What social entrepreneurship won't do:
This piece is a particularly acute account of the way things work, or don't, in the nonprofit sector. The money graf, for the Nonprofiteer's money:
An uncomfortable truth: there are important social goods that nobody really wants to pay for. If you’re selling a product like an iPhone or a flight to Paris, you’ll find many willing investors and customers. If you’re raising venture capital to end racism in Mississippi you’ll likely need to go begging. . . .The nonprofit status of organizations that provide services to the indigent reflects not a failure of entrepreneurial imagination or of will, but rather a clear-headed assessment of what people value enough to pay for freely. Lack of buyer interest means no working capital; it also means a social entrepreneur has little with which to incentivize her staff, cover program costs, or grow the capacity of her organization.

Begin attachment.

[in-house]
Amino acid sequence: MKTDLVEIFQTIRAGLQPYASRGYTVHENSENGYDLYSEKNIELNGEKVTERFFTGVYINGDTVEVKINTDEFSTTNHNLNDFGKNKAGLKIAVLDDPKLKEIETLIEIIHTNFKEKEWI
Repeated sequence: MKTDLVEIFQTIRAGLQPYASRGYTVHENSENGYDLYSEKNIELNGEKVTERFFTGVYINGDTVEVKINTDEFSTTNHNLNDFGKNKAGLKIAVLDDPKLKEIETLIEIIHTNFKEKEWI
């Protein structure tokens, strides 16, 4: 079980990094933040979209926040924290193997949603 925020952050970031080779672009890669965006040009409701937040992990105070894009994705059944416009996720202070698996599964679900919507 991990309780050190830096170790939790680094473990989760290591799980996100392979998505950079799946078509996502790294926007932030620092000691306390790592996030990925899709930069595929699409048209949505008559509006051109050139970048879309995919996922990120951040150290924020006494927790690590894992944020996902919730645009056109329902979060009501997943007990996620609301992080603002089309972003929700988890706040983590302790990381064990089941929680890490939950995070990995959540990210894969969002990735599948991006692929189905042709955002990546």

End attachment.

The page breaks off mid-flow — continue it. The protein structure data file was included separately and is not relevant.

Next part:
The Nonprofiteer wishes she'd said that. Oh, wait, she did say that, though not as eloquently, at the Georgetown Law School/Independent Sector panel in April.